As in the United States, police in Brazil routinely shoot poor (and largely black) suspects with legal impunity. El Pais’s Gil Alessi here profiles a neighborhood in the south of Sao Paulo where a spate of police violence is forcing residents to flee.
Carrying her four year old daughter Emanoele, Aparecida Lima da Silva, 38, is walking along Carlos Lacerda Avenue in the south Sao Paulo neighborhood of Campo Lindo. It is 6.30 in the evening, and Cida, as they call her in the neighborhood, has just picked up her daughter from her sister’s home. A group of policemen chats casually by the door of a shop some 100 meters ahead of them. When the child sees the group, she hides her face in her mother’s bosom and says: “It’s the angels of evil, mama! I’m scared!”.
The girl’s father, Almado Salgado Júnior, was one of seven people killed on January 4th 2013 in front of a bar in Reverendo Peixoto da Silva Street, when ten hooded men came out of four cars and fired 57 shots into the group. Among the other victims was rapper Laércio da Silva Grima, aka Dj Lah.
Some days later, six policemen of the 37th Battalion [Brazilian police are military] were arrested and charged with participating in the killings. At the end of last year though, five of those cops were released due to what judge Alberto Anderson Filho called lack of evidence,. Only one of them, soldier Gilberto Erick Rodrigues, will face trial for the crime, and his lawyer says he is going to prove there are inconsistencies in the police report on the case. The trial will be held in secret, but the prosecutor says he will try to change that.
The freeing of the other five cops pushed Cida to join 17 other families who have fled the neighborhood, fearing violence, threats by the police, and because they can no longer live in a place that brings them such painful memories. The only supermarket in that street has closed down.
“I felt angry and afraid. It seems like justice does not exist for us” says Cida. “With those cops back in the streets, what am I to do? Nothing… By the end of the month I’ll move to another neighborhood. I don’t want to raise my children here, we have no peace”. She tells that her eldest, only seven years old, sometimes wakes up screaming in the middle of the night and is terrified of loud noises. “He hides whenever he spots a police car going up the street. We live in front of the bar where the crime took place. My kids every one of the shots that killed their father.”
The memory of the crime adds to the tension in the neighborhood – the most violent in all of São Paulo –, especially now that five of the accused have been released. No other place in the capital was as violent as Campo Lindo during 2014. To sum it all up, between January and November 2014 48 people were killed there .If compared to the same numbers for 2013, we can see a rise of 14% in the total number of murder cases.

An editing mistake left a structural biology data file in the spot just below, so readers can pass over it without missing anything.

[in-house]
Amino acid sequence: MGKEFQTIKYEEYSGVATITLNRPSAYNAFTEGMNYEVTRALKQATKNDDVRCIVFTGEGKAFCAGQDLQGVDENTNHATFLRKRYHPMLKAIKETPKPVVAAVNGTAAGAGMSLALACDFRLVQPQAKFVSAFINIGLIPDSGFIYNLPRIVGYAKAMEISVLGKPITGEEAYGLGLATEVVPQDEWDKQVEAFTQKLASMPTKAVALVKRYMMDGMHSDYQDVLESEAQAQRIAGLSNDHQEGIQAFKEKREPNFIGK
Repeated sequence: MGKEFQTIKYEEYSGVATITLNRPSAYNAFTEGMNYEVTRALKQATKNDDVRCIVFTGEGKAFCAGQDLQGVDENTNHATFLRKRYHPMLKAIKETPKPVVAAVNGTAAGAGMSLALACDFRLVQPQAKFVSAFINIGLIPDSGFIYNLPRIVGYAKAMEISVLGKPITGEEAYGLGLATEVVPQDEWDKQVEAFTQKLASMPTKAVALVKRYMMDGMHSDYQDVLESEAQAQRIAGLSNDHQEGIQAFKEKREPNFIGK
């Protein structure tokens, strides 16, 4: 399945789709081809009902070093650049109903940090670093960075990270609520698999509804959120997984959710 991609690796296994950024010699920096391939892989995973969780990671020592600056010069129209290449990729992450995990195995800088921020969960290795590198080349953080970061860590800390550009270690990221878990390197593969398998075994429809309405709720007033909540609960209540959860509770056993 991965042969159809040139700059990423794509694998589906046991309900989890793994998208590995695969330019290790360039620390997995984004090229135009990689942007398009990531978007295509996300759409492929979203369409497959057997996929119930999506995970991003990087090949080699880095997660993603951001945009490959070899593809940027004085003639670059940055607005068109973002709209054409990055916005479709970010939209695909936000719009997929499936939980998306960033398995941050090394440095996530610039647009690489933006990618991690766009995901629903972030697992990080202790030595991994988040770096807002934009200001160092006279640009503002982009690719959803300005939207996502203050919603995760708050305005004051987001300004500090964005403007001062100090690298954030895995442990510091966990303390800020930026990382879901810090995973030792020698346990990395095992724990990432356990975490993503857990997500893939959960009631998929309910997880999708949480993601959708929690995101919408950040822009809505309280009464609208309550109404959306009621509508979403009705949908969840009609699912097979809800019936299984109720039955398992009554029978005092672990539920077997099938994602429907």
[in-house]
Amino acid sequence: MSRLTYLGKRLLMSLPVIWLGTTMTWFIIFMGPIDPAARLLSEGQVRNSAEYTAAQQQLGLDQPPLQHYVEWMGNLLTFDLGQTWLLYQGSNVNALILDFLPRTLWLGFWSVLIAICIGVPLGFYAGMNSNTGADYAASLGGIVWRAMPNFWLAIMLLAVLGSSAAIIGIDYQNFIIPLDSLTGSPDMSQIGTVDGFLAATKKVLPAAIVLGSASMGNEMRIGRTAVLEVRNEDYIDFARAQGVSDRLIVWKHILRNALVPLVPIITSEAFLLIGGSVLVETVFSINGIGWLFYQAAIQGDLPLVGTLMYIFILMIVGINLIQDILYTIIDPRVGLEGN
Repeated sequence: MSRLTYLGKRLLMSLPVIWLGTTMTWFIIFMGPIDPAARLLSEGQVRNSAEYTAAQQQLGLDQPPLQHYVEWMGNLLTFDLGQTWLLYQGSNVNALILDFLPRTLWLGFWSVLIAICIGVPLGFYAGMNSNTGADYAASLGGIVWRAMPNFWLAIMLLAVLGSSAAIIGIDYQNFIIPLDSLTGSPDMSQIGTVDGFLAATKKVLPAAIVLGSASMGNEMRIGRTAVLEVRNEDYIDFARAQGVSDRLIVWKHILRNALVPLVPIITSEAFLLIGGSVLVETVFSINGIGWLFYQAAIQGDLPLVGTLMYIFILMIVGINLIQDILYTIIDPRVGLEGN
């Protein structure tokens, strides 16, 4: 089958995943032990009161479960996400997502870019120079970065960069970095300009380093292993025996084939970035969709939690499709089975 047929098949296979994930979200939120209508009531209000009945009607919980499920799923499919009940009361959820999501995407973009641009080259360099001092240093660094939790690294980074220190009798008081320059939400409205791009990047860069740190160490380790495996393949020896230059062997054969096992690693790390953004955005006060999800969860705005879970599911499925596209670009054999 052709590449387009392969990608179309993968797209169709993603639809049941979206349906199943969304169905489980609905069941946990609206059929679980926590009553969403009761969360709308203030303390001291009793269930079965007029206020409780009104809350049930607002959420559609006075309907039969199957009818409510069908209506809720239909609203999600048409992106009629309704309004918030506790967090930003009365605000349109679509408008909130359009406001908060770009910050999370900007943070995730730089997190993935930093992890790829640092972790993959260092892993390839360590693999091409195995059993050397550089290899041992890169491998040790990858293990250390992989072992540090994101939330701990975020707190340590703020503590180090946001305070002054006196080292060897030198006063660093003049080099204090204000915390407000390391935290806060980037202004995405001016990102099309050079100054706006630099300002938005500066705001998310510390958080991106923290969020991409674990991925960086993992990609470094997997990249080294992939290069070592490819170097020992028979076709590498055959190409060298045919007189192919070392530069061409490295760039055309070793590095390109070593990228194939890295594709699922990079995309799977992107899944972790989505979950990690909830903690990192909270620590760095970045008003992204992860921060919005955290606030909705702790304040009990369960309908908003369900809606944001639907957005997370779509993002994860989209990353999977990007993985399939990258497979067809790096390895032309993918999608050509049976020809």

Sources from the Civil Police confirm that there are “investigations and a great deal of suspicion” regarding the participation of policemen in a number of different crimes committed in the area. People living along the street tell of constant threats by policemen: “Do you remember what happened to Laércio (the murdered rapper)? It’ll happen to you now!”.
An episode from 2013 may contribute to explain the reasons behind the crime in question: before the mass-killing, an amateur film maker shot a video of five policemen murdering an unarmed mason they had just immobilized. In the images it was clear that before he was killed, the mason had already been immobilized by the cops, who were nevertheless cleared by the courts in the end.
Márcio Behring, 36, and born and raised in Campo Limpo, is also considering leaving the neighborhood. “My eleven-year-old had a friend murdered only two weeks ago. How can I explain that to him? How can a father tell his son that one of his little friends was shot five times in the face? It’s complicated. And the worst thing is that when I told him, he wasn’t shocked at all. It’s as if, even though he’s very young, he considers this kind of violence a natural thing, it’s as if he’s used to it. I don’t want that for him”.
Apart from the residents’ exodus, the mass murder has left another scar on the area: 25 of its children and teenagers are now orphans. “Some people come and tell them: ‘Your dad is in heaven, he’s become a star’. There’s no antidepressant for that kind of pain”, says Doraci Mariano, 53, a PE teacher that promotes social projects in the neighborhood. DJ Lah’s funeral was held in Doraci’s private multi-sport game court. “There are no rules, nobody respects the human being. The community won’t even organize themselves against anything, because they know that, in the end, they’ll lose again”, he says.
In front of the bar where the murders took place (which has been closed since then), six-year-old Anderson (the names here have been changed to preserve the identities of the people being interviewed) flies a yellow kite. New tiles on the façade of the bar now cover the bullet holes. In the steel gate painted blue anyone can see that the bullet holes have been covered with plaster. Without the help of the residents, investigators wouldn’t have been able to pin point the bar as the place where the murders occurred.
In a staircase right beside the bar, where the shooting continued, as the victims tried to escape, the bullet holes were also covered with plaster and then painted over.
“On a summer evening like today, this bar would be packed”, says Felipe, 13. “There was a pool table on the sidewalk, and some 40 people would gather there daily to play cards, shoot the breeze, listen to music and quench their thirst with some beer”. Anderson says that now, “We can only play in the streets until 6 p.m. My mom says it’s too dangerous for me to be outside after that”.
Gil Alessi Translated from Portuguese by International Boulevard
18 Feb 2015